I’ve been feeling this way a lot lately. Humans do a fantastic job of making things more complicated than they really are: relationships, work, love, organization, productivity, faith, losing weight, etc.
We like complexity because it gives us something to do, but I think also because we’re addicted to effort.
Effort, however, is not what drives results.
This is something I’ve noticed about myself over the last 6 months—I’m working really hard. But is the work I’m working really hard at the best use of my work time? Not always.
It’s easy to create complexity—buying more stuff, building systems that take a lot of effort to use, staying in the wrong relationships/friendships, and generally building things up to be bigger issues or obstacles in our mind then they really are.
If you’re feeling bogged down by life’s complexity lately, it’s probably because you’re making things more complex than they need to be.
Take a step back, take 3 really big deep breaths, figure out how you can simplify, and then implement the simpler solution.
Life is really, truly simple, and beautifully so.
Don’t make it unnecessarily complicated and messy.
Life can get crazy, and we can easily get swept up in the craziness of it.
In those moments, we scramble to do half-assed work, check things off a to-do list, and get to inbox zero. We try to put systems in place to become more efficient. We go to The Container Store and drop a lot of money on random bins and files and calendars we’ll probably never use.
…but none of those actions ever feel quite right, do they? I don’t know about you, but often when I do these things, I get the overwhelming sense that I’m totally missing the mark.
You see, that’s what happens when you get swept up in craziness: rather than running things, you become run by things. You can’t keep up. There’s always more stuff to do, errands to run, emails to answer, people to get back to.
I suspect that the solution to the craziness is far more simple.
Slow down. Eat a meal without opening up your computer or having a conversation. Wake up in the morning and, instead of checking your email, peer out of your window. Pause. Reflect. Smile.
Cook a meal and invite friends over. Take a bubble bath. Stay in for the weekend. Shut off your email. Shut off your smartphone.
You’ve got to disconnect from the fake stuff to reconnect to the real stuff.
If you’re feeling overwhelmed, stop trying to do more. Stop the glorification of busy. Just listen to your body, heart, and mind. Slow down, so you can speed up when it really matters.
Just soak up and savor the moment you’re in, no matter how disorganized or hectic.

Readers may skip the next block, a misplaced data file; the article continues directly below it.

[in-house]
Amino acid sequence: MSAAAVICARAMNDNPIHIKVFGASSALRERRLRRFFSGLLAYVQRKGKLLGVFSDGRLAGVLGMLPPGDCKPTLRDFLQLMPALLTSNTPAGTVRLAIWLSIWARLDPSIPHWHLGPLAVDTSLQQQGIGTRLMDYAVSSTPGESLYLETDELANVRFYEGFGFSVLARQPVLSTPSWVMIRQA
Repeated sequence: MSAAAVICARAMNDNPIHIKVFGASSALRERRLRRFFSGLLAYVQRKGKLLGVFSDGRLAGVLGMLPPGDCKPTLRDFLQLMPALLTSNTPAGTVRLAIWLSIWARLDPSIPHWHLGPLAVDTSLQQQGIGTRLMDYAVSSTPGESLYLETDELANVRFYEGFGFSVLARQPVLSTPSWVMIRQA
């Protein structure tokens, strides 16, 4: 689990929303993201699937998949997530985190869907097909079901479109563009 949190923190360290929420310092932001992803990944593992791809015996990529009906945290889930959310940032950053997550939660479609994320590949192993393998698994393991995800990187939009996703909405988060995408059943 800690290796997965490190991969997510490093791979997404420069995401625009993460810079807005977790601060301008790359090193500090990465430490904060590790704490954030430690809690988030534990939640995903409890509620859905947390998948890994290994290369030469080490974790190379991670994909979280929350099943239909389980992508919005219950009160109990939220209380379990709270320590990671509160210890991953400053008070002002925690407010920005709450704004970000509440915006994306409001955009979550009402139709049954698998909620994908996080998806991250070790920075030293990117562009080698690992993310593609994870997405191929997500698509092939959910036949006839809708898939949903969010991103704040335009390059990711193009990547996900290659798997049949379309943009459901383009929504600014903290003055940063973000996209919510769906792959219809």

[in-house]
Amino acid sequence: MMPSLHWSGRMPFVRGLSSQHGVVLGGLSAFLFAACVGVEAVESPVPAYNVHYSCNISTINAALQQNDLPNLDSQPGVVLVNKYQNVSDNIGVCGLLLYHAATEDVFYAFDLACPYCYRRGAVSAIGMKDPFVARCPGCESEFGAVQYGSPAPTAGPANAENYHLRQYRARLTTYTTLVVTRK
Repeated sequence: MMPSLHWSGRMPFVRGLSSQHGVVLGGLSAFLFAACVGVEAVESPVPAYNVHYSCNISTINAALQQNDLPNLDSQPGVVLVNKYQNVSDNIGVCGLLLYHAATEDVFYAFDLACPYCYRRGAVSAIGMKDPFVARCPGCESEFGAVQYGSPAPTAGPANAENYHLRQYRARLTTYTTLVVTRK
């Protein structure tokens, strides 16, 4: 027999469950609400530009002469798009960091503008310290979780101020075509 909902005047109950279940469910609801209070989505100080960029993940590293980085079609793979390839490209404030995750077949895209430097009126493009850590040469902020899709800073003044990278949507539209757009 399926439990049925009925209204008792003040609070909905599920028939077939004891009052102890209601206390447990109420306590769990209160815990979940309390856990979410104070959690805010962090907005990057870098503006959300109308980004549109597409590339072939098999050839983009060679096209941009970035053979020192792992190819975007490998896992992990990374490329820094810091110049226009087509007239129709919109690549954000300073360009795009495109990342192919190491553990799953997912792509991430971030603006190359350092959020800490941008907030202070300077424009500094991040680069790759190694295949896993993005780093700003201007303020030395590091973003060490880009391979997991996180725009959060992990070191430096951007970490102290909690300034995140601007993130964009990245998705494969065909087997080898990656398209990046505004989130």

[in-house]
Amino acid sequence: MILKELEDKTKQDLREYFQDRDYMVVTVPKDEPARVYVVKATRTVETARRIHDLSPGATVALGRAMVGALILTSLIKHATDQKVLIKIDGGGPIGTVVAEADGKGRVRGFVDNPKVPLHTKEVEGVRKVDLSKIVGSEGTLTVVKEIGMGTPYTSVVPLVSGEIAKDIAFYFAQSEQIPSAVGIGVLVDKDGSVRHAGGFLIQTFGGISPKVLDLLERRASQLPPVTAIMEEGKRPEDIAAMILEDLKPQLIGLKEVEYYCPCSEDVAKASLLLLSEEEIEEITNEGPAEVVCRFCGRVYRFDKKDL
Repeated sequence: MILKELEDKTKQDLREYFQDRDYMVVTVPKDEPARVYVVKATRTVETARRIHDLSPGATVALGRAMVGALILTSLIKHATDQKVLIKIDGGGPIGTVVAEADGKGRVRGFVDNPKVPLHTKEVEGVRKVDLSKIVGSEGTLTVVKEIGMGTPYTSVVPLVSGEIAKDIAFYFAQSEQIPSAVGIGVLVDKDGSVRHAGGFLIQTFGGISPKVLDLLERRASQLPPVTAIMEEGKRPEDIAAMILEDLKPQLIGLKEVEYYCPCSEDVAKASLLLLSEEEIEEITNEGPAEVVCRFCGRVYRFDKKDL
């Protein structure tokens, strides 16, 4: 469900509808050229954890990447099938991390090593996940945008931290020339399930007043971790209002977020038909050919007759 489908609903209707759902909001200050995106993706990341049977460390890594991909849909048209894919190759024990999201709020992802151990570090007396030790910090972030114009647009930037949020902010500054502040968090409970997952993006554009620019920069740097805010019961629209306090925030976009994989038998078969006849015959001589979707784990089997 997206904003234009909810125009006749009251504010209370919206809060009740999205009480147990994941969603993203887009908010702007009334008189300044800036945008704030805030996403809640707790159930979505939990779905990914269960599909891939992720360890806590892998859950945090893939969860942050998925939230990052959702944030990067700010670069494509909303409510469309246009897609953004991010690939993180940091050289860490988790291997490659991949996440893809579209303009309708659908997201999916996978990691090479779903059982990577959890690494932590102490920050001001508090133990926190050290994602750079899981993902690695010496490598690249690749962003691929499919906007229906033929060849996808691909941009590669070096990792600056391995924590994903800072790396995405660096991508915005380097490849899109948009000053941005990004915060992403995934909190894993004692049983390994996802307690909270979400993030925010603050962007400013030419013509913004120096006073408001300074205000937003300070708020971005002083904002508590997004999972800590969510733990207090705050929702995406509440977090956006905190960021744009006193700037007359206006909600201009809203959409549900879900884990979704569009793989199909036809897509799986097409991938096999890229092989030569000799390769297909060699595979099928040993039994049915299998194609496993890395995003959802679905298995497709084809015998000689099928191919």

Just appreciate today.
And remember to breathe.
Time is something I’ve been thinking about a lot lately. There never seems to be enough of it, does there?
That’s what makes it kind of magical, though. Time is the one limited resource we have that we can’t just go out and get more of. It’s the one thing we have to be really careful about giving away.
This manifesto has been viewed over 60 million times, and shared over half a million times. No joke.
Why do people care so much about this manifesto? They’re just words on a page, right?
People love this manifesto because, at the heart of every line, it’s about not wasting time. Do what you love. If you don’t love what you do, quit. If you don’t have enough time, stop watching TV. Stop looking for the love of your life; you’ll find that person when you do what you love. Share your passion. Get lost to find yourself. Travel often.
Some opportunities come only once; sieze them.
If you’re reading this right now, are you seizing your life? I can tell you I’m not perfect at this myself. I’m in Austin for SXSW, and still, I’m sitting by my computer at 9pm writing and editing. There’s part of me, just like so many others out there, that’s terrified of failure. But you know what happens in the process of trying to do everything you need to do?
You miss the moments. You dismiss serendipitous opportunities. You forget where you are and who you’re with. And that’s lame.
No matter how much or how hard you work, there will always be more to do. In fact, the more committed you are to achievement, the more you’ll have on your to-do list.
I’m learning, little by little, to let go of the idea that I have to get everything done. I’m learning—slowly, but surely—to let go of that anxious feeling I get in the silent moments when I’m not typing away on my computer or out networking with a group of people. And I’m doing my best to remember what I know at my core to be true: that the silent moments and unexpected events are what I’ll remember when my time on this awesome planet is over.
So, I’m going to finish up what I need to do tonight. And then, for the next 4 days, I’m going to be totally present. I’m not going to try and be everywhere at once. I’m not going to attempt to hop in between 10 different SXSW parties in 3 hours. I’m going to focus on creating awesome memories, giving my full time and attention to whoever I meet, and just soaking up this amazing experience—this amazing life.
I’d challenge you to do the same, wherever you are and whatever you’re doing.
How are you spending your time? Are you happy with the way you’re distributing your 24 hours each day? Are you living out a memorable life?
If you’re complaining about not having enough time, stop.
You can always make time for what’s important to you.
The more important and invaluable thing? Knowing what’s important to you.
So, go do whatever that is. Life is short—so don’t waste it.